I’m assuming you’ve heard this cliché at least once or twice before: “Trust me, this is going to hurt me more than you, but it’s for your own good.”
This is exactly what went through my mind when I had to send a “no-bid” notice to a prospective new PeopleSoft deal. As a seasoned sales executive, I can honestly say the toughest thing for me to do isn’t prospecting (although, that ain’t easy or fun), but rather it’s walking away from a potential opportunity. While this most recent one wasn’t my first nor will it be my last, it still stings. I suppose that’s why I’m writing this blog post now – it’s allowing me to think out loud.
So, why in the world would we no-bid a PeopleSoft opportunity? Here are a few reasons.
- We just don’t have enough information about the customer. It helps us to help you if we know your strategic initiatives, what you are trying to achieve, what would happen to your productivity or efficiencies if you don’t do this? A solid value proposition is important, and if we don’t have one, it’s hard to walk into a bid situation with your objectives in mind.
- What is your culture? Does the company rally around new initiatives and is Change Management a key element of success? Do you typically do projects internally and this a new endeavor with consulting? What’s your appetite for consulting?
- Does your culture match the consulting company culture? This might sound foo-foo, but it’s very important, because it determines the intangible ‘fit factor.’ The product is the product, but people are, well… unique. Common values and culture are important keys to success.
- Philosophical alignment between consulting company and customer. There are situations where we may not believe the approach you want will achieve the results you desire. This is a tough one, because this is where, if we engage, we will tell you what you need to hear rather than what you want to hear.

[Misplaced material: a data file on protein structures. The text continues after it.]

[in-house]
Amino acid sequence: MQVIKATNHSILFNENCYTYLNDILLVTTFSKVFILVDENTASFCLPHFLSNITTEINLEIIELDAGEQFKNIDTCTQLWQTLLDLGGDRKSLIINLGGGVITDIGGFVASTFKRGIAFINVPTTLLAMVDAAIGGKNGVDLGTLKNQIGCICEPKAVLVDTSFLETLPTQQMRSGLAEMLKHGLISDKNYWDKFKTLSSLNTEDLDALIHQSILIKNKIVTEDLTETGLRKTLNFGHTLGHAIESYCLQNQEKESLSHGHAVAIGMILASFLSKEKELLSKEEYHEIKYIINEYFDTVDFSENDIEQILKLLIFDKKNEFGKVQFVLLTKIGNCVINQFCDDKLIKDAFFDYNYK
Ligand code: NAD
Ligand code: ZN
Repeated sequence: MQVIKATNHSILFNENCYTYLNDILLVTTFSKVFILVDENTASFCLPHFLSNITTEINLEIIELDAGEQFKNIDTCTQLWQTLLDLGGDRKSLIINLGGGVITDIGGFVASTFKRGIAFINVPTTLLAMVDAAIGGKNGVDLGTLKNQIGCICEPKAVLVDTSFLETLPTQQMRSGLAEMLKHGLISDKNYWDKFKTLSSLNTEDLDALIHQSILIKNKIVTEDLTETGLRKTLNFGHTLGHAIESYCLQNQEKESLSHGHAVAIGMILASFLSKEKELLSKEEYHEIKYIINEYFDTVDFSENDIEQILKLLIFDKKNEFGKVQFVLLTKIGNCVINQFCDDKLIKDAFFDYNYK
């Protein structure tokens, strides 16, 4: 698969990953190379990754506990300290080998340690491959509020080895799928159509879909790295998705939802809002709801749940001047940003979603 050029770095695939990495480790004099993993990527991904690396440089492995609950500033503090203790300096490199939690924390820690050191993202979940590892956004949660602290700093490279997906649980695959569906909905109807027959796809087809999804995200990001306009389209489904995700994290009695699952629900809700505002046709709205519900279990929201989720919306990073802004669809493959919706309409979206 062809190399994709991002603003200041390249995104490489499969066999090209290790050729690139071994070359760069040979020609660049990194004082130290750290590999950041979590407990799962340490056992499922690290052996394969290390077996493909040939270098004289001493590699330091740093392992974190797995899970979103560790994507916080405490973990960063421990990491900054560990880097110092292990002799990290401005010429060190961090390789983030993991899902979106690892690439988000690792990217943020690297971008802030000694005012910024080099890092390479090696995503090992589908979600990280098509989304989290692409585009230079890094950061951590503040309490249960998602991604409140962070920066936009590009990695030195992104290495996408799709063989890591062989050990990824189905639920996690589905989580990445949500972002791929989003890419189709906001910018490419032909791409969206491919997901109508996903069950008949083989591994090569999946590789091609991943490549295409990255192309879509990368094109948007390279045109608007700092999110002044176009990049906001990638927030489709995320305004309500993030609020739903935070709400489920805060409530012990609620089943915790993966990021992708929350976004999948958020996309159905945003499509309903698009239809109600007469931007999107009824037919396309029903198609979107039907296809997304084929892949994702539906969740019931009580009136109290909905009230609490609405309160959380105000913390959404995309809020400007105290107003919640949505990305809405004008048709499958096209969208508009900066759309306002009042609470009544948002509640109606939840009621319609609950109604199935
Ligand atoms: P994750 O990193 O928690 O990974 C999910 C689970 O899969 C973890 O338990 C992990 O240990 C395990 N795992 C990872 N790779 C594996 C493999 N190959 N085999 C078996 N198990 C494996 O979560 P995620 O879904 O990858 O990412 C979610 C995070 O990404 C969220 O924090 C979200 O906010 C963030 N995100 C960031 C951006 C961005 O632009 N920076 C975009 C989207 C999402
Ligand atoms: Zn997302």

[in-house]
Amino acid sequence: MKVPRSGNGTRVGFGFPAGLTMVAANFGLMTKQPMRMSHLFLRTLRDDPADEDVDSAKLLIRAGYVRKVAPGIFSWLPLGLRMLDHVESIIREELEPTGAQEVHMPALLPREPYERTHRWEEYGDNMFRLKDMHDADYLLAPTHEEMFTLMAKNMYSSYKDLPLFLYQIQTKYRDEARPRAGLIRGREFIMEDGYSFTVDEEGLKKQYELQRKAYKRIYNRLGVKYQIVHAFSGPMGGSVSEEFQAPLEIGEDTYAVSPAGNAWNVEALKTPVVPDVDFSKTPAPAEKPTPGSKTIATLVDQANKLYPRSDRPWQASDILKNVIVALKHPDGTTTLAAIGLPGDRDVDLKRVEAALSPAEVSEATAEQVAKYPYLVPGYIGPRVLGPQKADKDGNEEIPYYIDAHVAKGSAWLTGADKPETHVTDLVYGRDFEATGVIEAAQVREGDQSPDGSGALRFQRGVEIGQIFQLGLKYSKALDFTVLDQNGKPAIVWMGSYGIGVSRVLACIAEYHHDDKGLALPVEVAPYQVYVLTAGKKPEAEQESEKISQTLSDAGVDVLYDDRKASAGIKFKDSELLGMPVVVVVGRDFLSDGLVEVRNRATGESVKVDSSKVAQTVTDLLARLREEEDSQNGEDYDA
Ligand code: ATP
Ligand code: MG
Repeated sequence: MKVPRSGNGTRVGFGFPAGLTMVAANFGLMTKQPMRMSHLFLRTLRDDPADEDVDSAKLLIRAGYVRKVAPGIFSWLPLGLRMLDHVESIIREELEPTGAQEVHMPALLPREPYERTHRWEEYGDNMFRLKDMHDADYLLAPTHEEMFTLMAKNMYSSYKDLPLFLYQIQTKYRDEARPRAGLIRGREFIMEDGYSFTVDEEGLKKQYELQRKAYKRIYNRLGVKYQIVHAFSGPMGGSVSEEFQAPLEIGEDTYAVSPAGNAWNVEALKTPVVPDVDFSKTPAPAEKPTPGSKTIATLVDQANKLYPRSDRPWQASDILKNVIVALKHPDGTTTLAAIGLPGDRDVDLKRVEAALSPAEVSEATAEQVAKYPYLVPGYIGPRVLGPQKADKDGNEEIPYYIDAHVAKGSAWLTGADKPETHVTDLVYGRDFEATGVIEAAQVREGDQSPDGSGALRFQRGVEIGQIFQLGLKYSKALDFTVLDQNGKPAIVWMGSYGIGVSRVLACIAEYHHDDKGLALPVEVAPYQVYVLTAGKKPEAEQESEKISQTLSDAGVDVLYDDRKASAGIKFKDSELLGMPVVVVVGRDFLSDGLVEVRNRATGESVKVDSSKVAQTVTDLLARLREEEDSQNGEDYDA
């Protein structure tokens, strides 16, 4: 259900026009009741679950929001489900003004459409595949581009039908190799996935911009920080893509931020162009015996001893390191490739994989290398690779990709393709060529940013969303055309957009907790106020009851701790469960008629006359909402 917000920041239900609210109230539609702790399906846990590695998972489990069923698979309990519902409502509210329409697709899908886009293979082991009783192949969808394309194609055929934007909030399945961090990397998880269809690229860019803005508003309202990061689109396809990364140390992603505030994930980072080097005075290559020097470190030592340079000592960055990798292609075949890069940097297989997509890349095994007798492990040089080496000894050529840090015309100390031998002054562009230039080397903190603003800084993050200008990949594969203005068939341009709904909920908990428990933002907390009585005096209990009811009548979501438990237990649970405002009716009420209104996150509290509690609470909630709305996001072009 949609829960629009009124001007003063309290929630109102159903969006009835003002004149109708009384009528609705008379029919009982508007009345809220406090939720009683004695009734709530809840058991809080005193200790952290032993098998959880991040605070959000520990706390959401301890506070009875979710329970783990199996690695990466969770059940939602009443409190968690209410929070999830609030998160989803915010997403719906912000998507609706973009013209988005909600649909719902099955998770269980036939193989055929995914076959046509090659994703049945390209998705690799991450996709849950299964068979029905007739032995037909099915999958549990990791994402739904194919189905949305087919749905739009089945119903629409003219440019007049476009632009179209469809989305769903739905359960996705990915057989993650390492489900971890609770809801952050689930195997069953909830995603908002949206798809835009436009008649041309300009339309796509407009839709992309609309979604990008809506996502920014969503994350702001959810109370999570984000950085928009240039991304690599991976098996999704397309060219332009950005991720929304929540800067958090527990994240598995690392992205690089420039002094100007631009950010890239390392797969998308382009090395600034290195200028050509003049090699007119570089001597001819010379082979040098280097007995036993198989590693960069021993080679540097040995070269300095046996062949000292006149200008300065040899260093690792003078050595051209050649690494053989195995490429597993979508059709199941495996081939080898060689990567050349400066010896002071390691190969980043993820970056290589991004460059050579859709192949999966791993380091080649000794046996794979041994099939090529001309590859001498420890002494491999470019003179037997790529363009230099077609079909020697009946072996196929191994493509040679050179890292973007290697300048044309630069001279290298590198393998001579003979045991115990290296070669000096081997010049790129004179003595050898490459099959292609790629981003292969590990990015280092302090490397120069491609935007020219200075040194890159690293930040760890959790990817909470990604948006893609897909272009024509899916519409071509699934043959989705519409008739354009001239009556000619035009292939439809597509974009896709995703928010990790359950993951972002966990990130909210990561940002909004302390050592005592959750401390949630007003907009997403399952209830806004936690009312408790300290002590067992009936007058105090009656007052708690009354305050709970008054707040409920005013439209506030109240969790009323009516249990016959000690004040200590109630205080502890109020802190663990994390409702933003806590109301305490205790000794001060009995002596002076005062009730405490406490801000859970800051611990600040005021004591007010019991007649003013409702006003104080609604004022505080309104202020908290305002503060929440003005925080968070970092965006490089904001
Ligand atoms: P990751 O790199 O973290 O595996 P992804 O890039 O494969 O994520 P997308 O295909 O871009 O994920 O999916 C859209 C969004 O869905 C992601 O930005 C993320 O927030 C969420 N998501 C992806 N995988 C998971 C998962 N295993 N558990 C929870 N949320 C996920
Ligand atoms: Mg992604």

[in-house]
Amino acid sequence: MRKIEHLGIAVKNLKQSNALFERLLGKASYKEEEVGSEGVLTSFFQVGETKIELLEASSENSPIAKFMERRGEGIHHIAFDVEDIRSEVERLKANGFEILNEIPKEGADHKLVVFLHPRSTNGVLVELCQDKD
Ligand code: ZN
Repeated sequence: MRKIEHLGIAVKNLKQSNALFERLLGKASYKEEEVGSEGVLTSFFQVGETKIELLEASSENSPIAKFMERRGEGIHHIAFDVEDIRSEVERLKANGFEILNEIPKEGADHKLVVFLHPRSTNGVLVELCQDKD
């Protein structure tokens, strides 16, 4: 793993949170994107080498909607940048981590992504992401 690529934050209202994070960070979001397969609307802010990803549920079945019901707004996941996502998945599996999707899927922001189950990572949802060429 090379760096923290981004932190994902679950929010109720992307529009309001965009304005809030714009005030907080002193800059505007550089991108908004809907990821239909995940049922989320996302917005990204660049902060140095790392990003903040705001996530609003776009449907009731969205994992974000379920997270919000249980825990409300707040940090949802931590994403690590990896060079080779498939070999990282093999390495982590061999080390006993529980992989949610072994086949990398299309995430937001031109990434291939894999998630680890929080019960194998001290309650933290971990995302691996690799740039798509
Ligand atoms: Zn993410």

You are probably saying to yourself, “Well, if you have a good business relationship with a customer, you should know all those things.” And you are correct.
Yet, sometimes we are recommended by a third party, or we met initially at a RUG or other conference and haven’t had the chance to get to know you very well. We sometimes refer to this as a ‘Blind RFP’ or proposal. Customers sometimes don’t like to have salespeople call on them, or meet with them until there is an opportunity. But as you can see, there really is value in investing a few hours getting to know each other so when that RFP is released, everyone is ready to rock and roll.
No-bidding a project is tough, but we do it in the same vein that we refuse to tell customers what they want to hear rather than what they need to hear. We’d rather avoid being part of a problem we see coming downstream, or entering into an arrangement whose inherent demeanor will mean difficulty down the road for the project’s success or our relationship with the customer.
We’d rather take a pass on an opportunity than walk into a landscape where we know, from our experience, there’s likely to be problems that compromise the entire equation.
This doesn’t happen very often (thankfully!), but when it does, it makes you reflect on why we just don’t rush into everything, guns blazing, and go for whatever we can.
Because that’s not how we built our company and reputation. It’s not what our experience has taught us. Frankly, it’s not what we consider right.
A no-bid is a true bummer, but not nearly as much of a bummer as a relationship set ablaze by miscommunicated objectives or uncertain strategic direction.